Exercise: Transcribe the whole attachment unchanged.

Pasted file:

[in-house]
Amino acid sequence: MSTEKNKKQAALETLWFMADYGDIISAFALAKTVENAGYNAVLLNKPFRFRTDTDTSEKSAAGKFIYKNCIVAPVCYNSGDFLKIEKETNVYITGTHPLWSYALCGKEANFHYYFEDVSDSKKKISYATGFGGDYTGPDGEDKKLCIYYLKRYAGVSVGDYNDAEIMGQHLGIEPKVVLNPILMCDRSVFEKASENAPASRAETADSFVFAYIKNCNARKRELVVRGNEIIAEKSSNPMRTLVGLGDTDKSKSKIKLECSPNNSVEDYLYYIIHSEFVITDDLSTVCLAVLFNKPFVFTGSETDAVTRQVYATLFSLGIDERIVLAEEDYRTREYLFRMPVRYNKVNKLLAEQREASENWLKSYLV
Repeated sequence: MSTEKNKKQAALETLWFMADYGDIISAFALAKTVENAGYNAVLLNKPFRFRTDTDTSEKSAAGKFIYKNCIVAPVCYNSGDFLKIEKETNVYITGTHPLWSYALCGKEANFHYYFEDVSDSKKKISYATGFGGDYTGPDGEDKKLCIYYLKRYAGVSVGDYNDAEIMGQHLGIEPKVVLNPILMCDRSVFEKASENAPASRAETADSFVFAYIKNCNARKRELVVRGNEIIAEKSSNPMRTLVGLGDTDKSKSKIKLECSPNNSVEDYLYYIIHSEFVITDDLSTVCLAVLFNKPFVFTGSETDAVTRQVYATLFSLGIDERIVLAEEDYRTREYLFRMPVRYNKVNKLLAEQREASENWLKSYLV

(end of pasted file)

[in-house]
Amino acid sequence: MSTEKNKKQAALETLWFMADYGDIISAFALAKTVENAGYNAVLLNKPFRFRTDTDTSEKSAAGKFIYKNCIVAPVCYNSGDFLKIEKETNVYITGTHPLWSYALCGKEANFHYYFEDVSDSKKKISYATGFGGDYTGPDGEDKKLCIYYLKRYAGVSVGDYNDAEIMGQHLGIEPKVVLNPILMCDRSVFEKASENAPASRAETADSFVFAYIKNCNARKRELVVRGNEIIAEKSSNPMRTLVGLGDTDKSKSKIKLECSPNNSVEDYLYYIIHSEFVITDDLSTVCLAVLFNKPFVFTGSETDAVTRQVYATLFSLGIDERIVLAEEDYRTREYLFRMPVRYNKVNKLLAEQREASENWLKSYLV
Repeated sequence: MSTEKNKKQAALETLWFMADYGDIISAFALAKTVENAGYNAVLLNKPFRFRTDTDTSEKSAAGKFIYKNCIVAPVCYNSGDFLKIEKETNVYITGTHPLWSYALCGKEANFHYYFEDVSDSKKKISYATGFGGDYTGPDGEDKKLCIYYLKRYAGVSVGDYNDAEIMGQHLGIEPKVVLNPILMCDRSVFEKASENAPASRAETADSFVFAYIKNCNARKRELVVRGNEIIAEKSSNPMRTLVGLGDTDKSKSKIKLECSPNNSVEDYLYYIIHSEFVITDDLSTVCLAVLFNKPFVFTGSETDAVTRQVYATLFSLGIDERIVLAEEDYRTREYLFRMPVRYNKVNKLLAEQREASENWLKSYLV